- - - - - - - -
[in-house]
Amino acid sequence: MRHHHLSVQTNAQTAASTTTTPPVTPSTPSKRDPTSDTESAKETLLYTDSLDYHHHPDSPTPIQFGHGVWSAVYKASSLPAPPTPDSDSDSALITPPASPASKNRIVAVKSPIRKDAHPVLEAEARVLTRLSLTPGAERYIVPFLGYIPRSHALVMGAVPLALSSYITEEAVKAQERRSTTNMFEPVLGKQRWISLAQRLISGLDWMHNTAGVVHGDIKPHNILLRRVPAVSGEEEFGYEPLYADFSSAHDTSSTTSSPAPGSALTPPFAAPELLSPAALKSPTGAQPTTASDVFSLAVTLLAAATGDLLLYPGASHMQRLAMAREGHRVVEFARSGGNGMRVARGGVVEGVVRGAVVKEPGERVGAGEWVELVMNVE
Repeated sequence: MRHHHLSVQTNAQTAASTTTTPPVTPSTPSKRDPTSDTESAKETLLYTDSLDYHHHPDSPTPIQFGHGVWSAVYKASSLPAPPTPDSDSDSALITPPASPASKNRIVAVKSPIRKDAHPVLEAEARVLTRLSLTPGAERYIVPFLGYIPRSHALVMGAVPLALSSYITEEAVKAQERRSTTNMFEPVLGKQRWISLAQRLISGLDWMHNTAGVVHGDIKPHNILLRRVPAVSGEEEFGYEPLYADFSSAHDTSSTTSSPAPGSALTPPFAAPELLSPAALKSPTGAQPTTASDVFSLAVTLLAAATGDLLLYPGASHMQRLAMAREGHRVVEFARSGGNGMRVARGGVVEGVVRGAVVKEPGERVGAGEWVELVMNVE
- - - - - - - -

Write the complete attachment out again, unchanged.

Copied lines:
[in-house]
Amino acid sequence: MRHHHLSVQTNAQTAASTTTTPPVTPSTPSKRDPTSDTESAKETLLYTDSLDYHHHPDSPTPIQFGHGVWSAVYKASSLPAPPTPDSDSDSALITPPASPASKNRIVAVKSPIRKDAHPVLEAEARVLTRLSLTPGAERYIVPFLGYIPRSHALVMGAVPLALSSYITEEAVKAQERRSTTNMFEPVLGKQRWISLAQRLISGLDWMHNTAGVVHGDIKPHNILLRRVPAVSGEEEFGYEPLYADFSSAHDTSSTTSSPAPGSALTPPFAAPELLSPAALKSPTGAQPTTASDVFSLAVTLLAAATGDLLLYPGASHMQRLAMAREGHRVVEFARSGGNGMRVARGGVVEGVVRGAVVKEPGERVGAGEWVELVMNVE
Repeated sequence: MRHHHLSVQTNAQTAASTTTTPPVTPSTPSKRDPTSDTESAKETLLYTDSLDYHHHPDSPTPIQFGHGVWSAVYKASSLPAPPTPDSDSDSALITPPASPASKNRIVAVKSPIRKDAHPVLEAEARVLTRLSLTPGAERYIVPFLGYIPRSHALVMGAVPLALSSYITEEAVKAQERRSTTNMFEPVLGKQRWISLAQRLISGLDWMHNTAGVVHGDIKPHNILLRRVPAVSGEEEFGYEPLYADFSSAHDTSSTTSSPAPGSALTPPFAAPELLSPAALKSPTGAQPTTASDVFSLAVTLLAAATGDLLLYPGASHMQRLAMAREGHRVVEFARSGGNGMRVARGGVVEGVVRGAVVKEPGERVGAGEWVELVMNVE